Saturday, December 28, 2013

Holiday Electrical Successes and Failures

As I'm rattling around the house the past few days recovering from a really poorly-timed evil cold/cough, not feeling well enough to actually go out and do anything but not so bad that I'm flat-out in bed, I figured I'd catch up on some projects.

I got all the parts in before Christmas to do an add-on for Anna's sous vide cooker that I built a while back. Anna wanted the ability to do sous vide in a smaller container, so we ordered a cheap hotplate, an aquarium pump, an additional PT100 temperature sensor, and some spring clamps. In this add-on, my existing PID controller box would be used to run the hot plate; when I built the controller box, it was with the intent that it could be used to control other things, so it has a 1/4 phono jack as the temperature sensor input, and a couple of 120V wall outlets (one switched by the PID, the other always on). The aquarium air pump will be used to bubble air in the sous vide bath, to keep the heat even.

I soldered up the PT100 to a 1/4" stereo phono plug I had from the previous sous vide, plugged everything in, and re-calibrated the PID to the new setup. Looks like it will work great!

On to the next project.

The Ikea halogen track lights in our office went out just before Christmas. I took the power supply apart, and it's just a rectifying transformer of the cheapest sort - should be very easy to replace.

For curiosity's sake, I broke open the case of the transformer. From the photo, you can see that the circuit board is populated with through-hole components, like you'd typically see in a DIY kit or something cooked up in my garage -- not seen in consumer electronics much since the early 1980s. Why? Because building it this way depends on human labor, not machinery, and there are still places in the world where that's by far the cheapest way to do it.

Exploitation of workers aside, this box does a pretty straightforward job, converting 120VAC into 12VDC, with some nice fringe benefits like turning on a bit gently so as to not shock the poor halogen bulbs, and perhaps a safety feature or two (like a tiny, non-replaceable fuse...)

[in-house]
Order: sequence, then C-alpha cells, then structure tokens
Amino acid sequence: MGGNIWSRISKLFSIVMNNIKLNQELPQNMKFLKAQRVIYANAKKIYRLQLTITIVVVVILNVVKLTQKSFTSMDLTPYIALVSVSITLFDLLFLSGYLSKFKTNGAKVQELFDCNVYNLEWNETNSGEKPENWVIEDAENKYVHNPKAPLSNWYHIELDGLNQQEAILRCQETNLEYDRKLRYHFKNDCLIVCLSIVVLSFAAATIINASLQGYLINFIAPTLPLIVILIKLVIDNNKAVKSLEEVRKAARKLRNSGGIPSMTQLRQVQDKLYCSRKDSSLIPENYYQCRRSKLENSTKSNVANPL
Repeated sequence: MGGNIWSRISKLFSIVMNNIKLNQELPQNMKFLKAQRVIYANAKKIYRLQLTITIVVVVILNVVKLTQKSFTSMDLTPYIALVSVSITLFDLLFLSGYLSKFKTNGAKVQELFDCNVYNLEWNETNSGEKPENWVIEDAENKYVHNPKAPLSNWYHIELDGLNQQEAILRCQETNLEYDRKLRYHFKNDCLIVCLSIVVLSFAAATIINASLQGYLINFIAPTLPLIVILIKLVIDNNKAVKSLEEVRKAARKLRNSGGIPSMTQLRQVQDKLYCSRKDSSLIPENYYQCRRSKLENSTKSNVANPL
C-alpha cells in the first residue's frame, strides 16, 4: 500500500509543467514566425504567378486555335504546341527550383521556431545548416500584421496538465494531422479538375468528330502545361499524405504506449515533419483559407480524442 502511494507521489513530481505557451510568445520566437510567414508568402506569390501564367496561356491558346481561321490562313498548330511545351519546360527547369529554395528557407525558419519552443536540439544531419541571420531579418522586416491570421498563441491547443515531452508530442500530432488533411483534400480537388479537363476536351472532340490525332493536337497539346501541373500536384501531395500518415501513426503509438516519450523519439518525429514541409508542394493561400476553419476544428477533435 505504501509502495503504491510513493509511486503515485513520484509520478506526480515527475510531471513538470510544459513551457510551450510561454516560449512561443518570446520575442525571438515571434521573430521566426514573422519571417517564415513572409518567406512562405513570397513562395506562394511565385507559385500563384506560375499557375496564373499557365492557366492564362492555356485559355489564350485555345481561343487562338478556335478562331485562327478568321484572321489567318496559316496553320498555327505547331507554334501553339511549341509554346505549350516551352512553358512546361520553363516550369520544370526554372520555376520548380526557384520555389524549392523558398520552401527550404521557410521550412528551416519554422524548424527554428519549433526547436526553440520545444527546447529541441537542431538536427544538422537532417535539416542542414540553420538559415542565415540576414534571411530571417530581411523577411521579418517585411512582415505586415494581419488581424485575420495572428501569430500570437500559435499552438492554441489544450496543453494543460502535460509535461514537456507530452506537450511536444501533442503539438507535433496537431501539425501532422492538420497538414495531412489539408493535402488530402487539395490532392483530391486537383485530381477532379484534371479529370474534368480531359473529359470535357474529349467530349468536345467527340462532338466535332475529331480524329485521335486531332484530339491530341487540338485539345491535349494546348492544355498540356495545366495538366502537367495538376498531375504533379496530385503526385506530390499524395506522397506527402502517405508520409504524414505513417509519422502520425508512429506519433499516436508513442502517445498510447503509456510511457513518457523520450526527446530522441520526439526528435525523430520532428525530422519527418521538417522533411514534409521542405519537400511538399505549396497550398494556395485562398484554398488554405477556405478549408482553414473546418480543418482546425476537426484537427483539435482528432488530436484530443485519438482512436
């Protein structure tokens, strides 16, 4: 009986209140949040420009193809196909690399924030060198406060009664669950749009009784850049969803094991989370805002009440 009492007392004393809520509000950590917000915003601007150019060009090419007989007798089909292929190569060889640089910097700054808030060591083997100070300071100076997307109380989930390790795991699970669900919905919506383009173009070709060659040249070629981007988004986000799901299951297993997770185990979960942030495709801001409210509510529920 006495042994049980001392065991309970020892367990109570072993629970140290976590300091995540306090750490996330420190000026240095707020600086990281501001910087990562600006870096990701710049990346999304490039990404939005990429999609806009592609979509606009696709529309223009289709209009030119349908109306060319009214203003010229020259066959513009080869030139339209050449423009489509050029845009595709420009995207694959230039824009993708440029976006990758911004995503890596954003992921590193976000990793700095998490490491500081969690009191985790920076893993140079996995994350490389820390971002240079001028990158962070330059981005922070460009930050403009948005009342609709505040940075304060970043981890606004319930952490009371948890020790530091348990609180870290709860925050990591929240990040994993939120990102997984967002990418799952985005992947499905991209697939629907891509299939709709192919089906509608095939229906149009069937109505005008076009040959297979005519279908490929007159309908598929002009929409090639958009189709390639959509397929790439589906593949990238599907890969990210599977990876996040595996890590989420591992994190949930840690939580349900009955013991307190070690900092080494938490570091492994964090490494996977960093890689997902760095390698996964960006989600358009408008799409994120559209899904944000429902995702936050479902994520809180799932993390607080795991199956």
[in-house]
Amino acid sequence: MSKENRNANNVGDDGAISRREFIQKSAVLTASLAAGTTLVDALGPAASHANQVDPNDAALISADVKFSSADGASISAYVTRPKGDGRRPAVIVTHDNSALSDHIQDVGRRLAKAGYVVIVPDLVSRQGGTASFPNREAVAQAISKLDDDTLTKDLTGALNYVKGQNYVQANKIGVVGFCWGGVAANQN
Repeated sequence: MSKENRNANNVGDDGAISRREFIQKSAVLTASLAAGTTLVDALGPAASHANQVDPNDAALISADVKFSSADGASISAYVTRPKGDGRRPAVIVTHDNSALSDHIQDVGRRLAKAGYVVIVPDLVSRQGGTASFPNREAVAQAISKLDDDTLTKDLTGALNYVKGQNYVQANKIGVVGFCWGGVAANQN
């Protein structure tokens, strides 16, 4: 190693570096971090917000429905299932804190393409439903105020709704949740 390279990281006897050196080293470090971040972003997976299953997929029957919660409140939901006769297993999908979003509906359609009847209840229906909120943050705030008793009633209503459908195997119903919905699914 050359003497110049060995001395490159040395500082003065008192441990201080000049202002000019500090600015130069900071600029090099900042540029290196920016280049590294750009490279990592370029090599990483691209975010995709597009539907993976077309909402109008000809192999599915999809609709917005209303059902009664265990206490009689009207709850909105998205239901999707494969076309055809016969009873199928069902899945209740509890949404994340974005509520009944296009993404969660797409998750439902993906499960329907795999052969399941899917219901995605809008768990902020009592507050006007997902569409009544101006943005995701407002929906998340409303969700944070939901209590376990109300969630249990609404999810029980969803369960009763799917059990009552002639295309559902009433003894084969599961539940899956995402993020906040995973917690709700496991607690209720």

Finding a replacement online was easy. Finding one that looked like it would be a drop-in replacement, *and* had at least a few reviews that didn't read like "DOA", "worked for a week and then died", "stay AWAY from this!" and the like, proved harder. I settled on a power supply that seemed to have decent reviews, and wasn't the cheapest of the pile, and ordered away. (Power supplies like this seem to run from about $10, to $60... a replacement Ikea lamp is about $80. I opted for a ~$20 part.)

The power supply arrived today, and I was eager to alleviate the darkness that has pervaded the office for a few weeks now. I wired it in to the lamp, and fired it up.

Hm. Looks a bit... dim. Anna agrees.


I fire up the 'scope to see what the heck this thing's putting out... and holy moly, that's an ugly waveform! But, it's driving lamps, so it really shouldn't matter too much, as long as it's about the right shape.

Zoomed in... not very clean!

Zoomed out, it's still pretty ugly. But, sine-like. With some filtering to take out the HF stuff...

It doesn't look too bad. But check out the voltage -- this is why the lights were so dim!

The new power supply is only supplying about 6V, peak-to-peak, running 5 x 20W bulbs. It's a 150W supply, so it should be OK with that load. I tried running 1 x 10W bulb, and it really didn't care for that... not enough load I think. Next, I tried 3 x 20W -- and got pretty much the same as for 5 bulbs. Crumbs. I'll be sending it back, and now I have to find a different power supply and throw the dice again.

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